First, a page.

Nowadays, there are some pretty upscale restaurants in Marina del Rey. Among the most popular, Cafe del Rey started out with a Japanese-California fusion menu. Over the years that morphed into more of a pan-Asian menu at the restaurant.

Now, general manager Michael Morrisette tells me that the balance has shifted somewhat and the menu offers more Mediterranean dishes. Certainly the new chef, Jason Niederkorn, has credentials to support this trend, as he comes from Aubergine, a top-notch French restaurant in Newport Beach.

I’ve had dinner at Cafe del Rey — 4451 Admiralty Way, Marina del Rey, (310) 823-6395 — a number of times, and so for a change of pace I went there recently for Saturday brunch. The menu was a bit abbreviated, but there was plenty to choose from, with six appetizers and 12 entrees. The average cost of an appetizer and an entrÈe, about $28 on the special Saturday brunch, seemed reasonable.

The food at Cafe del Rey is solid and well presented. There is nothing phony, such as an attempt to copy a Parisian restaurant. You can always get a good steak, or fresh fish, and there are also dishes a bit more exotic to choose from.

Some of the starter dishes on the dinner menu that I particularly like are the Niman Ranch pork ribs ($17) which come with cabbage and polenta, and the Hudson valley foie gras ($28).

I’m a stickler for fried calamari, and while it was nicely served here on a napkin, to soak away excess oil, it was fried in oil that was not hot enough. So although when the calamari arrived at the table the outside was nicely crisp, the inside of this delicate fish was over-cooked.

Well-prepared fresh fish dishes that are offered daily, along with seared ahi tuna Asian style, fish soup with monkfish (incorrectly called “bouillabaisse” on the menu,) and my favorite seafood dish on this menu, black seafood spaghetti, nicely round out the selections.

For meat eaters there is a terrific beef short rib dish, steaks, lamb, duck and fowl. Most of the main courses at dinner run in the $32 to $37 range, except for the poached Maine lobster at $46.

In the future, will the restaurant stick with its original concept, Asian fusion, or go with the ever-popular Mediterranean influence? Stay tuned, time will tell.

But, Cafe del Rey is no Shangri-La. For some reason that I was not able to identify, the layout of the room makes it a bit loud, but that also gives a certain liveliness to the place. I could easily hear the conversation among the people three tables away, but unfortunately their conversation was not very interesting.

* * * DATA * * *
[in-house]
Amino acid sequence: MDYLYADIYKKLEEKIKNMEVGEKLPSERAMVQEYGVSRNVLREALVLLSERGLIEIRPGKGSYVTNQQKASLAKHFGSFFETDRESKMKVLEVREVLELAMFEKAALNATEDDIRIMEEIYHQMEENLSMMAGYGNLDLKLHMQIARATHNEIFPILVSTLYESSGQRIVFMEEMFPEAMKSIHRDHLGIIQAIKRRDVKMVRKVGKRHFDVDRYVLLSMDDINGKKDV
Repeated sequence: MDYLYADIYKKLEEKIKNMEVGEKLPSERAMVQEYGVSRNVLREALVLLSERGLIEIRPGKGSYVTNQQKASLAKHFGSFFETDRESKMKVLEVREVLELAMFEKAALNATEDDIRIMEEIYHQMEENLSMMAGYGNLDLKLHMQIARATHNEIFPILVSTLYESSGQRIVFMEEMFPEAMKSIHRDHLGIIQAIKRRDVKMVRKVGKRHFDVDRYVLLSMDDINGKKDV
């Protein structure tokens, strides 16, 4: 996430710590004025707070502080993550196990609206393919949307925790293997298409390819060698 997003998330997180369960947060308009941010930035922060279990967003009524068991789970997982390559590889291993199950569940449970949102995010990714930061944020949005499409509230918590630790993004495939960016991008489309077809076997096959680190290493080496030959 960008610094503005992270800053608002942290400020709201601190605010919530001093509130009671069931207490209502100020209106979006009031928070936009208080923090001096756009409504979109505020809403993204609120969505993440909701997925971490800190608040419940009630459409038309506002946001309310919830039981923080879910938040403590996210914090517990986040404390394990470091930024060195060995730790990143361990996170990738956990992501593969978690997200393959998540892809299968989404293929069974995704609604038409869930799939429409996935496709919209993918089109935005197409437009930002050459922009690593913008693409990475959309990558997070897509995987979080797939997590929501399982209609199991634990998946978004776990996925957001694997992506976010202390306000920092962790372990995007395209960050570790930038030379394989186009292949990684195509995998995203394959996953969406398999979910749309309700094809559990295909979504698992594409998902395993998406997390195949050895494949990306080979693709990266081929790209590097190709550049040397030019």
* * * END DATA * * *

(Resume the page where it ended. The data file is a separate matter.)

On the other hand, the setting is hard to beat. What more could you ask for than views of boats, more boats, and waterways while comfortably seated in a well-lighted room with modern Asian dÈcor?

And for those who go to a restaurant to drink, there’s a lovely bar tucked away on the side.

As much as I like some of the dishes and adore the view, there is no question in my mind that this restaurant’s star feature is its wine cellar. Located just inside the front door, you can’t help but notice the glass-faced structure, an exhibition wine cellar. The manager claims that this cellar holds over 5,000 bottles. With a selection of about two dozen wines by the glass representing over a dozen different grape varietals, there’s plenty of choice.

The liquor menu is equally impressive. A good quality Armagnac is available at $10 a glass and there is a variety of cognacs from $11 up. Way up.

And the diners I observed were taking full advantage of this opportunity.ÝA surprising number of them chose to drink wine by the glass. I stopped to talk with some French tourists at one table where I saw a waiter correctly opening a bottle of Perrin Rhone-style wine.

At the table next to me, where the young couple was speaking Russian either to each other or on a cell phone, the lady rejected the glass of California Pinot Noir served to her commenting that it was “too heavy.” The waiter bowed, took away the wine, and returned with a glass of Oregon Pinot Noir. He made a happy customer. And I was impressed.

Because the restaurant menu boasts several seafood dishes, wine sales are about equally divided between red and white wines. Domestic wines greatly outsell French or Italian wines, but the waiters often recommend the Burgundies and Bordeaux. Price does not seem to be a decisive factor — the best selling Champagne is the Veuve Cliquot “Grand Dame” at $250 per bottle.

So much for talk of recession in Marina del Rey.

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